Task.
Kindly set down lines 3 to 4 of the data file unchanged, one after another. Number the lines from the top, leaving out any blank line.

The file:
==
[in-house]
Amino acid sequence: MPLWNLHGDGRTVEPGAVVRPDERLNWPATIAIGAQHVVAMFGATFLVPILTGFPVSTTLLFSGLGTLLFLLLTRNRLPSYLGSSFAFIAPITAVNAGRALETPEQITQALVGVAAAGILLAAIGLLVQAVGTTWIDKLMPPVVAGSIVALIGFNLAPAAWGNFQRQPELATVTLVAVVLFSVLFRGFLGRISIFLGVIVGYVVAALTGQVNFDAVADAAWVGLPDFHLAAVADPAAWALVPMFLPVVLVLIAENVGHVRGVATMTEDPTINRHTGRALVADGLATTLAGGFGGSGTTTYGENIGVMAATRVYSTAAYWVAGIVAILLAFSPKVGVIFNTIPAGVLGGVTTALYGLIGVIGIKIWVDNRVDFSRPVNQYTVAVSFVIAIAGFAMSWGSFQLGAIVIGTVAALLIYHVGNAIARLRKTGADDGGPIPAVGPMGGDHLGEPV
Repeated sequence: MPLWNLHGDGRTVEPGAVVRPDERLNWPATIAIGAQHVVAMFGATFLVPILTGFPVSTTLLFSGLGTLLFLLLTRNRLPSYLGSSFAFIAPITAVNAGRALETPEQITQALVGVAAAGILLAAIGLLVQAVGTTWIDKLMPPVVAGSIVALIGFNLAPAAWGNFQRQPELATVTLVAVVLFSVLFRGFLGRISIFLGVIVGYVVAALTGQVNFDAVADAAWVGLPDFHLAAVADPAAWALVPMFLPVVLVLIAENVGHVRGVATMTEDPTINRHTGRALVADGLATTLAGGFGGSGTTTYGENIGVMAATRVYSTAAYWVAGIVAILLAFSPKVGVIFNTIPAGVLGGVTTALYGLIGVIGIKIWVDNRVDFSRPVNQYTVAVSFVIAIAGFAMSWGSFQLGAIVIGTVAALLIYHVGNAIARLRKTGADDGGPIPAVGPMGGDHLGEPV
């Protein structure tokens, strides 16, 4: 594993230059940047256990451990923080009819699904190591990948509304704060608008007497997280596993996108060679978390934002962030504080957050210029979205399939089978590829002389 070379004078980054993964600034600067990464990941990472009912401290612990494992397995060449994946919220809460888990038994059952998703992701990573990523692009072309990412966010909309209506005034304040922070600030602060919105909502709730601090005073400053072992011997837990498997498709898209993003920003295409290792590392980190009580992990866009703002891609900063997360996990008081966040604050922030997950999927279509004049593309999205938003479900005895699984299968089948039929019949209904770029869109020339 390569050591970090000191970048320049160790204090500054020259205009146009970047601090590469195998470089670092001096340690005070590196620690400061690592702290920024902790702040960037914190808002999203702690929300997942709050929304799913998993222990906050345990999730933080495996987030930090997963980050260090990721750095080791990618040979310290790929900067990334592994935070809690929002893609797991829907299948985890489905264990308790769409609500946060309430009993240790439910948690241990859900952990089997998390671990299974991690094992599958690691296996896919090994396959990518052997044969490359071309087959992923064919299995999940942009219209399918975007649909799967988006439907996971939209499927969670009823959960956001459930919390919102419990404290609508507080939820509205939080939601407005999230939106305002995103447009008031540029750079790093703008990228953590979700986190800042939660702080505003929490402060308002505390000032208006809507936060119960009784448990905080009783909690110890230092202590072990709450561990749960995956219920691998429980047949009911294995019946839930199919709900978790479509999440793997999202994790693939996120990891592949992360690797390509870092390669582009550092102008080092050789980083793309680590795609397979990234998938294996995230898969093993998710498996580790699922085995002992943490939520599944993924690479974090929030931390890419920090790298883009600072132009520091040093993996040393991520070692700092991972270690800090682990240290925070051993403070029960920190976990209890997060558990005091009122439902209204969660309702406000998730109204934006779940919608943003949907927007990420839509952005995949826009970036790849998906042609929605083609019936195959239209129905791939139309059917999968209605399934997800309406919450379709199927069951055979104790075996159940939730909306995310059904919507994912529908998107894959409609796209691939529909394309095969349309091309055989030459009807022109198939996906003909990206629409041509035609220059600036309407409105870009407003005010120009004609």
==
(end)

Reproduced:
Repeated sequence: MPLWNLHGDGRTVEPGAVVRPDERLNWPATIAIGAQHVVAMFGATFLVPILTGFPVSTTLLFSGLGTLLFLLLTRNRLPSYLGSSFAFIAPITAVNAGRALETPEQITQALVGVAAAGILLAAIGLLVQAVGTTWIDKLMPPVVAGSIVALIGFNLAPAAWGNFQRQPELATVTLVAVVLFSVLFRGFLGRISIFLGVIVGYVVAALTGQVNFDAVADAAWVGLPDFHLAAVADPAAWALVPMFLPVVLVLIAENVGHVRGVATMTEDPTINRHTGRALVADGLATTLAGGFGGSGTTTYGENIGVMAATRVYSTAAYWVAGIVAILLAFSPKVGVIFNTIPAGVLGGVTTALYGLIGVIGIKIWVDNRVDFSRPVNQYTVAVSFVIAIAGFAMSWGSFQLGAIVIGTVAALLIYHVGNAIARLRKTGADDGGPIPAVGPMGGDHLGEPV
């Protein structure tokens, strides 16, 4: 594993230059940047256990451990923080009819699904190591990948509304704060608008007497997280596993996108060679978390934002962030504080957050210029979205399939089978590829002389 070379004078980054993964600034600067990464990941990472009912401290612990494992397995060449994946919220809460888990038994059952998703992701990573990523692009072309990412966010909309209506005034304040922070600030602060919105909502709730601090005073400053072992011997837990498997498709898209993003920003295409290792590392980190009580992990866009703002891609900063997360996990008081966040604050922030997950999927279509004049593309999205938003479900005895699984299968089948039929019949209904770029869109020339 390569050591970090000191970048320049160790204090500054020259205009146009970047601090590469195998470089670092001096340690005070590196620690400061690592702290920024902790702040960037914190808002999203702690929300997942709050929304799913998993222990906050345990999730933080495996987030930090997963980050260090990721750095080791990618040979310290790929900067990334592994935070809690929002893609797991829907299948985890489905264990308790769409609500946060309430009993240790439910948690241990859900952990089997998390671990299974991690094992599958690691296996896919090994396959990518052997044969490359071309087959992923064919299995999940942009219209399918975007649909799967988006439907996971939209499927969670009823959960956001459930919390919102419990404290609508507080939820509205939080939601407005999230939106305002995103447009008031540029750079790093703008990228953590979700986190800042939660702080505003929490402060308002505390000032208006809507936060119960009784448990905080009783909690110890230092202590072990709450561990749960995956219920691998429980047949009911294995019946839930199919709900978790479509999440793997999202994790693939996120990891592949992360690797390509870092390669582009550092102008080092050789980083793309680590795609397979990234998938294996995230898969093993998710498996580790699922085995002992943490939520599944993924690479974090929030931390890419920090790298883009600072132009520091040093993996040393991520070692700092991972270690800090682990240290925070051993403070029960920190976990209890997060558990005091009122439902209204969660309702406000998730109204934006779940919608943003949907927007990420839509952005995949826009970036790849998906042609929605083609019936195959239209129905791939139309059917999968209605399934997800309406919450379709199927069951055979104790075996159940939730909306995310059904919507994912529908998107894959409609796209691939529909394309095969349309091309055989030459009807022109198939996906003909990206629409041509035609220059600036309407409105870009407003005010120009004609």